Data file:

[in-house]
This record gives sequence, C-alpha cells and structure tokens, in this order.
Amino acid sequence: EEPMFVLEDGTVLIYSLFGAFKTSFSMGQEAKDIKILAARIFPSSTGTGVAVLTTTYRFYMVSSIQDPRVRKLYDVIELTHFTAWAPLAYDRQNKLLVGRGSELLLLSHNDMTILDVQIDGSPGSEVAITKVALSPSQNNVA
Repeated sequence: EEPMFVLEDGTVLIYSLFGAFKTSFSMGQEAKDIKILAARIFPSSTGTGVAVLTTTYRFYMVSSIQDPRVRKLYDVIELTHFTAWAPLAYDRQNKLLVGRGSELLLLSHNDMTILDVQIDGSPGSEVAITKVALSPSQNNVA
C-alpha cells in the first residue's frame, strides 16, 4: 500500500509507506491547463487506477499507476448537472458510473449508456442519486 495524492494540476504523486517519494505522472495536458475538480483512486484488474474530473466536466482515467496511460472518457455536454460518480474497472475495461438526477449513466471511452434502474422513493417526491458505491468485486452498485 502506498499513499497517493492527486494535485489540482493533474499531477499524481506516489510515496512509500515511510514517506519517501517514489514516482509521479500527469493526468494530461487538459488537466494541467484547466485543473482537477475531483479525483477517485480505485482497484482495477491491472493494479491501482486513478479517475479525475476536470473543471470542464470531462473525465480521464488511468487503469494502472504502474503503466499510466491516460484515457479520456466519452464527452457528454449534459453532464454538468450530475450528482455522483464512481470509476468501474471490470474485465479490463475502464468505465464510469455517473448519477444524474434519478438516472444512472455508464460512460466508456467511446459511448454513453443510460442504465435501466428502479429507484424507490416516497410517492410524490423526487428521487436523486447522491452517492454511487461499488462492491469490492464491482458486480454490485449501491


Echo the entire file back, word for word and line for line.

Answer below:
[in-house]
This record gives sequence, C-alpha cells and structure tokens, in this order.
Amino acid sequence: EEPMFVLEDGTVLIYSLFGAFKTSFSMGQEAKDIKILAARIFPSSTGTGVAVLTTTYRFYMVSSIQDPRVRKLYDVIELTHFTAWAPLAYDRQNKLLVGRGSELLLLSHNDMTILDVQIDGSPGSEVAITKVALSPSQNNVA
Repeated sequence: EEPMFVLEDGTVLIYSLFGAFKTSFSMGQEAKDIKILAARIFPSSTGTGVAVLTTTYRFYMVSSIQDPRVRKLYDVIELTHFTAWAPLAYDRQNKLLVGRGSELLLLSHNDMTILDVQIDGSPGSEVAITKVALSPSQNNVA
C-alpha cells in the first residue's frame, strides 16, 4: 500500500509507506491547463487506477499507476448537472458510473449508456442519486 495524492494540476504523486517519494505522472495536458475538480483512486484488474474530473466536466482515467496511460472518457455536454460518480474497472475495461438526477449513466471511452434502474422513493417526491458505491468485486452498485 502506498499513499497517493492527486494535485489540482493533474499531477499524481506516489510515496512509500515511510514517506519517501517514489514516482509521479500527469493526468494530461487538459488537466494541467484547466485543473482537477475531483479525483477517485480505485482497484482495477491491472493494479491501482486513478479517475479525475476536470473543471470542464470531462473525465480521464488511468487503469494502472504502474503503466499510466491516460484515457479520456466519452464527452457528454449534459453532464454538468450530475450528482455522483464512481470509476468501474471490470474485465479490463475502464468505465464510469455517473448519477444524474434519478438516472444512472455508464460512460466508456467511446459511448454513453443510460442504465435501466428502479429507484424507490416516497410517492410524490423526487428521487436523486447522491452517492454511487461499488462492491469490492464491482458486480454490485449501491